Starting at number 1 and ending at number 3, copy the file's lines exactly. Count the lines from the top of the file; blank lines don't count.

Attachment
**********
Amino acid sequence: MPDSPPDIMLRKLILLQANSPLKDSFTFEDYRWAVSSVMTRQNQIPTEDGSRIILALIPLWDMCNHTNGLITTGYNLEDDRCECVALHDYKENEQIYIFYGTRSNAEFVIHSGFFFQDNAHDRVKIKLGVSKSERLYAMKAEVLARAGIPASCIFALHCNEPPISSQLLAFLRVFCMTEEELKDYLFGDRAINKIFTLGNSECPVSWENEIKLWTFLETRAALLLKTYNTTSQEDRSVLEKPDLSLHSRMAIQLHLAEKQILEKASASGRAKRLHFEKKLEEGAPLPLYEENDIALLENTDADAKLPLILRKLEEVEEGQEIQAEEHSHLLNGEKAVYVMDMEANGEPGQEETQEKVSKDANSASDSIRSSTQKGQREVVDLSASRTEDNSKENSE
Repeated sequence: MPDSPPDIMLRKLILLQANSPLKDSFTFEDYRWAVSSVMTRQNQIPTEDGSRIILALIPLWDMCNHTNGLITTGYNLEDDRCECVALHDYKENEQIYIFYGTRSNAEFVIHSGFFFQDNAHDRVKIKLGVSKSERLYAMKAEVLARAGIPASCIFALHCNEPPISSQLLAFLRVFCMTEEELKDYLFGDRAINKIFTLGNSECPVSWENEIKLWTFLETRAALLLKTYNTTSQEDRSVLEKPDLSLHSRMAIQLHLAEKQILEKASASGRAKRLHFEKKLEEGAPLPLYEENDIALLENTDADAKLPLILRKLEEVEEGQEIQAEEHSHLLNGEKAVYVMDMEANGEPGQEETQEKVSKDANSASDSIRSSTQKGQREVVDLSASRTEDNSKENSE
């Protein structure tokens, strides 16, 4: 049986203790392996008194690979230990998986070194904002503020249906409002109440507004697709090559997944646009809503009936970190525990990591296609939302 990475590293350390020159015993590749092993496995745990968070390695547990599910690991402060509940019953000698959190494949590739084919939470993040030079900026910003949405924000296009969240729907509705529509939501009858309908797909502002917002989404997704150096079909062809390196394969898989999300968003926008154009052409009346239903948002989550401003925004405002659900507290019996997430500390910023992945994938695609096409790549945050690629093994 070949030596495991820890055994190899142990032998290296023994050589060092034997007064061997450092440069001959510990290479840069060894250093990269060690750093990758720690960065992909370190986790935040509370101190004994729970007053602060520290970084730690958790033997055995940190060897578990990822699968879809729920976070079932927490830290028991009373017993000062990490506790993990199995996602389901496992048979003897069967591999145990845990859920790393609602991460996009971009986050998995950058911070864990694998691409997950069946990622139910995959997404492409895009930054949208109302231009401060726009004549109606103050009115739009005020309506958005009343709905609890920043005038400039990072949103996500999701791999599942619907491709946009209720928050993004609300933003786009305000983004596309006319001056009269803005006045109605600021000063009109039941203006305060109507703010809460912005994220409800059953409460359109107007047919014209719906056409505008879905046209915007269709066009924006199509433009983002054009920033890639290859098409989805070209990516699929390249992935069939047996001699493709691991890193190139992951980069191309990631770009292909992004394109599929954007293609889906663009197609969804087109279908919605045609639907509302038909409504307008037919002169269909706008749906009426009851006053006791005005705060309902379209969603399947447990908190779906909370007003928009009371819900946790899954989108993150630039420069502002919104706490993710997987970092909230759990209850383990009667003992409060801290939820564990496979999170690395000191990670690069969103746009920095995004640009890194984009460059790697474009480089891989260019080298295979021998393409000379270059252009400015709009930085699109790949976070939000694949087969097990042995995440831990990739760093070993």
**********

Amino acid sequence: MPDSPPDIMLRKLILLQANSPLKDSFTFEDYRWAVSSVMTRQNQIPTEDGSRIILALIPLWDMCNHTNGLITTGYNLEDDRCECVALHDYKENEQIYIFYGTRSNAEFVIHSGFFFQDNAHDRVKIKLGVSKSERLYAMKAEVLARAGIPASCIFALHCNEPPISSQLLAFLRVFCMTEEELKDYLFGDRAINKIFTLGNSECPVSWENEIKLWTFLETRAALLLKTYNTTSQEDRSVLEKPDLSLHSRMAIQLHLAEKQILEKASASGRAKRLHFEKKLEEGAPLPLYEENDIALLENTDADAKLPLILRKLEEVEEGQEIQAEEHSHLLNGEKAVYVMDMEANGEPGQEETQEKVSKDANSASDSIRSSTQKGQREVVDLSASRTEDNSKENSE
Repeated sequence: MPDSPPDIMLRKLILLQANSPLKDSFTFEDYRWAVSSVMTRQNQIPTEDGSRIILALIPLWDMCNHTNGLITTGYNLEDDRCECVALHDYKENEQIYIFYGTRSNAEFVIHSGFFFQDNAHDRVKIKLGVSKSERLYAMKAEVLARAGIPASCIFALHCNEPPISSQLLAFLRVFCMTEEELKDYLFGDRAINKIFTLGNSECPVSWENEIKLWTFLETRAALLLKTYNTTSQEDRSVLEKPDLSLHSRMAIQLHLAEKQILEKASASGRAKRLHFEKKLEEGAPLPLYEENDIALLENTDADAKLPLILRKLEEVEEGQEIQAEEHSHLLNGEKAVYVMDMEANGEPGQEETQEKVSKDANSASDSIRSSTQKGQREVVDLSASRTEDNSKENSE
């Protein structure tokens, strides 16, 4: 049986203790392996008194690979230990998986070194904002503020249906409002109440507004697709090559997944646009809503009936970190525990990591296609939302 990475590293350390020159015993590749092993496995745990968070390695547990599910690991402060509940019953000698959190494949590739084919939470993040030079900026910003949405924000296009969240729907509705529509939501009858309908797909502002917002989404997704150096079909062809390196394969898989999300968003926008154009052409009346239903948002989550401003925004405002659900507290019996997430500390910023992945994938695609096409790549945050690629093994 070949030596495991820890055994190899142990032998290296023994050589060092034997007064061997450092440069001959510990290479840069060894250093990269060690750093990758720690960065992909370190986790935040509370101190004994729970007053602060520290970084730690958790033997055995940190060897578990990822699968879809729920976070079932927490830290028991009373017993000062990490506790993990199995996602389901496992048979003897069967591999145990845990859920790393609602991460996009971009986050998995950058911070864990694998691409997950069946990622139910995959997404492409895009930054949208109302231009401060726009004549109606103050009115739009005020309506958005009343709905609890920043005038400039990072949103996500999701791999599942619907491709946009209720928050993004609300933003786009305000983004596309006319001056009269803005006045109605600021000063009109039941203006305060109507703010809460912005994220409800059953409460359109107007047919014209719906056409505008879905046209915007269709066009924006199509433009983002054009920033890639290859098409989805070209990516699929390249992935069939047996001699493709691991890193190139992951980069191309990631770009292909992004394109599929954007293609889906663009197609969804087109279908919605045609639907509302038909409504307008037919002169269909706008749906009426009851006053006791005005705060309902379209969603399947447990908190779906909370007003928009009371819900946790899954989108993150630039420069502002919104706490993710997987970092909230759990209850383990009667003992409060801290939820564990496979999170690395000191990670690069969103746009920095995004640009890194984009460059790697474009480089891989260019080298295979021998393409000379270059252009400015709009930085699109790949976070939000694949087969097990042995995440831990990739760093070993």